Maruyama Ōkyo opened his eyes from a fitful sleep and saw a dead woman. She was young. Beautiful. And pale. Unnaturally drained of color, her bloodless skin peeked from her loose, bone-white burial kimono. Her bleached appearance was contrasted only by the thin slits of her black eyes, and by the long, black hair that hung disheveled across her shoulders. She had no feet.
What is The Ghost of Oyuki?
The Ghost of Oyuki is without a doubt the most famous and influential Japanese ghost painting. It is the template for the entire country’s idea of “what a ghost looks like.” The white-faced, black-haired girl in the white kimono has roots in tradition, but this image–particularly the lack of feet–comes from the brush of Maruyama Ōkyo.
Although the English title is The Ghost of Oyuki, the actual Japanese title is Yūreizu: Oyuki no Maboroshi (幽霊図(お雪の幻), which translates as Portrait of a Yurei: The Vision of Oyuki. According to a note on the scroll box, put there sometime by a former owner named Shimizu, the young artist had a mistress called Oyuki who worked as a geisha at the Tominaga geisha house in Ōtsu city in the province of Ōmi, modern-day Shiga prefecture. Oyuki had died young, how or when the note does not say; and Ōkyo mourned her deeply. Perhaps too deeply.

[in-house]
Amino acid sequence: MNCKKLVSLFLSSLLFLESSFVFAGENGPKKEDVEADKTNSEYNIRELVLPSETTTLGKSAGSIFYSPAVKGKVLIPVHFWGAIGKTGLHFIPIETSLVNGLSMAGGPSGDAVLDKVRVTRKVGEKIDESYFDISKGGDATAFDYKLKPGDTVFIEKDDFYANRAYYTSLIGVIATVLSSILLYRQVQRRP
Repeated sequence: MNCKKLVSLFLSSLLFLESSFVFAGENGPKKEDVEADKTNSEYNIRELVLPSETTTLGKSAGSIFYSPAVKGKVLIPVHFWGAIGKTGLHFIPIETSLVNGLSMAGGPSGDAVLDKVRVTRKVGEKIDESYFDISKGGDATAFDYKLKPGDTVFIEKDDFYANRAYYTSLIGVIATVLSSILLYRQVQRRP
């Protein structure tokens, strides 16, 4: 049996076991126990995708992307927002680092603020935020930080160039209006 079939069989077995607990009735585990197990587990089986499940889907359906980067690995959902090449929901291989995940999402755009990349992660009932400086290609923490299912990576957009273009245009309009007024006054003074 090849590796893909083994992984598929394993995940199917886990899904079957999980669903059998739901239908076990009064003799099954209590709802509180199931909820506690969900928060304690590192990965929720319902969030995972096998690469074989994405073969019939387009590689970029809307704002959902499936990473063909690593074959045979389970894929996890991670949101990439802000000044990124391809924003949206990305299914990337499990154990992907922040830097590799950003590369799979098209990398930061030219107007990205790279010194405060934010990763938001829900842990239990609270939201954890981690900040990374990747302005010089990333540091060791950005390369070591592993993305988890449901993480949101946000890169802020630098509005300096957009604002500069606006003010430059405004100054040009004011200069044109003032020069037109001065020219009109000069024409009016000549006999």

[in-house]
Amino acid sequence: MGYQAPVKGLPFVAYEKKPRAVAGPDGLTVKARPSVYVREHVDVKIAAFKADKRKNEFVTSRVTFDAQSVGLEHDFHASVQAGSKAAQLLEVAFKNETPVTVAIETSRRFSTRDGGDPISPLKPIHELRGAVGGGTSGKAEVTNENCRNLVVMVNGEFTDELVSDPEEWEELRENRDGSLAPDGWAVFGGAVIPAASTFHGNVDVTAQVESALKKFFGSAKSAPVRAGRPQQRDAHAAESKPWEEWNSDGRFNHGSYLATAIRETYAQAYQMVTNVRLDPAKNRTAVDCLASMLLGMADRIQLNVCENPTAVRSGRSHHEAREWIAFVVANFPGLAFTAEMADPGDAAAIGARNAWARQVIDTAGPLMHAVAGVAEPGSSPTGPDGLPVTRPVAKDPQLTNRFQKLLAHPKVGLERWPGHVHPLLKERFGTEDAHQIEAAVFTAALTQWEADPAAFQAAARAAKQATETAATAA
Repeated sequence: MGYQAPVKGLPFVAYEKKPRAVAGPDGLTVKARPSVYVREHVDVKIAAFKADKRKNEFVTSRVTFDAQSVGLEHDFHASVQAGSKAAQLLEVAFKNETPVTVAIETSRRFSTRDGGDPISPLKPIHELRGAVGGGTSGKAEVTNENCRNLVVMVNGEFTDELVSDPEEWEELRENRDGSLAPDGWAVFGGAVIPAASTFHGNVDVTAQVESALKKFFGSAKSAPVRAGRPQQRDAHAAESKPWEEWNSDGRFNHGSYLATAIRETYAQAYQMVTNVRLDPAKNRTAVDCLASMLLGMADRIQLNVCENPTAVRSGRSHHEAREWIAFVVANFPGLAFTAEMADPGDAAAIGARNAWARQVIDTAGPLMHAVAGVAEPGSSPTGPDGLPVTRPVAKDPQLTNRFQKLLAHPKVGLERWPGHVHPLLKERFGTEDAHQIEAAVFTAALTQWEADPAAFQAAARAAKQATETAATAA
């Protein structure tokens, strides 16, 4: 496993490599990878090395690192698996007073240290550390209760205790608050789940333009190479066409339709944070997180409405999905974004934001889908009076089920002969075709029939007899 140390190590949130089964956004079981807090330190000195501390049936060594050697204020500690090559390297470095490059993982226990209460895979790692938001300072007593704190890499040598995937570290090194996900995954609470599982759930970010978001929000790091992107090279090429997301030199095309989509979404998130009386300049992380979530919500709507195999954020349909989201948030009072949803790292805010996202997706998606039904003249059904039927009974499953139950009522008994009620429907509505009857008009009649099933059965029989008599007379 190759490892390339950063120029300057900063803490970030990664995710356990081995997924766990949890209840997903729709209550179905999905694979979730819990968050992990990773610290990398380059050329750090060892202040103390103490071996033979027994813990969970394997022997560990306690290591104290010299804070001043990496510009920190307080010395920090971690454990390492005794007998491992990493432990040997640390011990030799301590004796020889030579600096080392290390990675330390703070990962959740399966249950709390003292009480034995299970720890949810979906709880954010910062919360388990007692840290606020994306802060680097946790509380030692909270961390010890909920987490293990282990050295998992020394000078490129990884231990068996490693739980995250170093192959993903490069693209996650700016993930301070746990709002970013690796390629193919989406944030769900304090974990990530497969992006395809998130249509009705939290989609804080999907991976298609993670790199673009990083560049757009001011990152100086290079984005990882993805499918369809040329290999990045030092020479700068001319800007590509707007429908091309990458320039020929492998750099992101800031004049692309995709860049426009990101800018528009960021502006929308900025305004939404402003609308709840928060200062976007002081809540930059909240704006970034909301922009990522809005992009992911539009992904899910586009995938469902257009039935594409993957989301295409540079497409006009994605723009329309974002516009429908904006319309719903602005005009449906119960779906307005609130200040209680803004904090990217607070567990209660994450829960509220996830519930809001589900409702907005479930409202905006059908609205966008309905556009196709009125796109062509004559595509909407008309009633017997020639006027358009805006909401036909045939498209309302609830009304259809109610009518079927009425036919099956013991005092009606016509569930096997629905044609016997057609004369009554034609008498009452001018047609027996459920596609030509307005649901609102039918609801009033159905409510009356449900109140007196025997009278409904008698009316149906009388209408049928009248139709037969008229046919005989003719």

One night Maruyama awoke and saw Oyuki hovering at the foot of his bed. She stayed there for a moment and disappeared. When she was gone, Maruyama sprang from his bed and painted Oyuki exactly has she had appeared before him.
Maruyama had a reputation as the ultimate naturalist painter—if he painted something, you could trust that he had seen it. Because of his reputation, when Maruyama appeared with his painting and his story, the people of Japan had no doubt that this was what a yurei actually looked like. And they have been honoring that image ever since.
The story of Maruyama Okyo and the Ghost of Oyuki is told in my yomihon chapbook The Ghost of Oyuki available from Chin Music Press.
The Ghost of Oyuki is not an actual book, but a piece of “book art” commissioned from Mercuria Press in Portland, OR to support my upcoming book Yurei: The Japanese Ghost. The Ghost of Oyuki is letterpress printed and handbound in the style of an Edo period yomihon, and was produced in a limited edition of 100.